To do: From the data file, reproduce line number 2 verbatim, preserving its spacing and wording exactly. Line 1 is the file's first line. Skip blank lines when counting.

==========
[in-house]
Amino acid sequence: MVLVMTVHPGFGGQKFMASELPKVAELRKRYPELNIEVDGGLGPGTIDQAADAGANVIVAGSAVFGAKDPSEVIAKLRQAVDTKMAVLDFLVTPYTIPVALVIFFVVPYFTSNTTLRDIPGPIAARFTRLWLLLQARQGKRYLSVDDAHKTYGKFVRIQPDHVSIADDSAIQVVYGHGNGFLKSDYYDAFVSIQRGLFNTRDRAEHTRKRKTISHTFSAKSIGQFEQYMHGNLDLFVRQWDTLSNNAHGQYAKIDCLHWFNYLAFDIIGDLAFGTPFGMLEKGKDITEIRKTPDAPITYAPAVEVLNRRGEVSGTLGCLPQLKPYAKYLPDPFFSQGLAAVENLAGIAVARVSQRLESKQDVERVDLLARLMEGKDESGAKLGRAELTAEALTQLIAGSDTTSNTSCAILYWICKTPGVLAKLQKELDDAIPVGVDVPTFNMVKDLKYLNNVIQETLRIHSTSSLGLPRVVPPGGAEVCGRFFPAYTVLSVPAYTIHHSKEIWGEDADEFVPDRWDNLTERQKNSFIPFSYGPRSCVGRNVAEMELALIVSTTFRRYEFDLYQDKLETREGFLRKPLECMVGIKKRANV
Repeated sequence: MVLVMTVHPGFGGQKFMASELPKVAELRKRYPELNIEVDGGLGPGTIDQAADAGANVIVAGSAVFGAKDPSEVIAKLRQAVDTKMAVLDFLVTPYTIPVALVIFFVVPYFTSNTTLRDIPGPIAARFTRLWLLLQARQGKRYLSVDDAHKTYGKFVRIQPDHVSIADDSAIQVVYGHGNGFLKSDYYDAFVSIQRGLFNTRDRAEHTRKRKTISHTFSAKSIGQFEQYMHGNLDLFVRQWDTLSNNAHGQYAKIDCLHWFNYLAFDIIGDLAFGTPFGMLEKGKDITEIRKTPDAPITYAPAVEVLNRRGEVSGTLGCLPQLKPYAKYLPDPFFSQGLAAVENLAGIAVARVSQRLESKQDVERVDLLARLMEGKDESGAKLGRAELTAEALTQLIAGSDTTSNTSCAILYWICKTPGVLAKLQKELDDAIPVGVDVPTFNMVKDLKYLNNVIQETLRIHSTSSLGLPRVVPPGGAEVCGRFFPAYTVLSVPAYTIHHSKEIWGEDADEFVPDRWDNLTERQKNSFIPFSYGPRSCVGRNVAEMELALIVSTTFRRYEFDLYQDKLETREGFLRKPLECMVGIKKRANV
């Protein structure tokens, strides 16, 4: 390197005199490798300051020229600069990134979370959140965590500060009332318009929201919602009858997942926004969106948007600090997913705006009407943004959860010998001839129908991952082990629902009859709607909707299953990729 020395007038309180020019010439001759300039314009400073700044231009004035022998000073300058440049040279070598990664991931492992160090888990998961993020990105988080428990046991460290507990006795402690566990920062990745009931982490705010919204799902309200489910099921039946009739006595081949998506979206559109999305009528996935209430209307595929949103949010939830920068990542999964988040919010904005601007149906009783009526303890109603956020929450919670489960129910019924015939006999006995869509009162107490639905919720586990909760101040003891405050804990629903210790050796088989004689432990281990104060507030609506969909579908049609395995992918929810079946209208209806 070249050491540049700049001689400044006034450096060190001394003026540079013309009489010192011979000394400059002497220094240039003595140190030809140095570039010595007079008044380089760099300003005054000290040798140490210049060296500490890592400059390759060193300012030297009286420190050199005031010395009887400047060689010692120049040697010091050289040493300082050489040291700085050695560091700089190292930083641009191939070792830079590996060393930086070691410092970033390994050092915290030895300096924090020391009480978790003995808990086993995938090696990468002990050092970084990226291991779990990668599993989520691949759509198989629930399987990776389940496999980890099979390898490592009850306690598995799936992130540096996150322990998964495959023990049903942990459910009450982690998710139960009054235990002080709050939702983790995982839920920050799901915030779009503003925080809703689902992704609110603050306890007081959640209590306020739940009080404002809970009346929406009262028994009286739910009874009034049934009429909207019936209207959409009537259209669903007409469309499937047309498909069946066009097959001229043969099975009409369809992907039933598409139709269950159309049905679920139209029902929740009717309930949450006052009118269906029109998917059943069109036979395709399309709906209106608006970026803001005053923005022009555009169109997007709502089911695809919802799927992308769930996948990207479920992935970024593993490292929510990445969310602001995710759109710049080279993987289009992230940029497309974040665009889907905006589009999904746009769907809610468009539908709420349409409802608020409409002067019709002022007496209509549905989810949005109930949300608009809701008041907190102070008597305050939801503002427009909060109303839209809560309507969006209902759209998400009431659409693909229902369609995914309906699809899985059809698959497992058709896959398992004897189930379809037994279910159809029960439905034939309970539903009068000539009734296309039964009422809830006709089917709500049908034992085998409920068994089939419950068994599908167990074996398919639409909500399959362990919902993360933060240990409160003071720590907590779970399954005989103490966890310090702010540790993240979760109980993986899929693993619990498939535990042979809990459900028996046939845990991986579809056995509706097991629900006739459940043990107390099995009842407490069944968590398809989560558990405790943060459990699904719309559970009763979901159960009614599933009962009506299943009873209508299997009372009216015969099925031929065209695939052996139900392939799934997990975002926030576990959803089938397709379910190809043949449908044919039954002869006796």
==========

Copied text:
Amino acid sequence: MVLVMTVHPGFGGQKFMASELPKVAELRKRYPELNIEVDGGLGPGTIDQAADAGANVIVAGSAVFGAKDPSEVIAKLRQAVDTKMAVLDFLVTPYTIPVALVIFFVVPYFTSNTTLRDIPGPIAARFTRLWLLLQARQGKRYLSVDDAHKTYGKFVRIQPDHVSIADDSAIQVVYGHGNGFLKSDYYDAFVSIQRGLFNTRDRAEHTRKRKTISHTFSAKSIGQFEQYMHGNLDLFVRQWDTLSNNAHGQYAKIDCLHWFNYLAFDIIGDLAFGTPFGMLEKGKDITEIRKTPDAPITYAPAVEVLNRRGEVSGTLGCLPQLKPYAKYLPDPFFSQGLAAVENLAGIAVARVSQRLESKQDVERVDLLARLMEGKDESGAKLGRAELTAEALTQLIAGSDTTSNTSCAILYWICKTPGVLAKLQKELDDAIPVGVDVPTFNMVKDLKYLNNVIQETLRIHSTSSLGLPRVVPPGGAEVCGRFFPAYTVLSVPAYTIHHSKEIWGEDADEFVPDRWDNLTERQKNSFIPFSYGPRSCVGRNVAEMELALIVSTTFRRYEFDLYQDKLETREGFLRKPLECMVGIKKRANV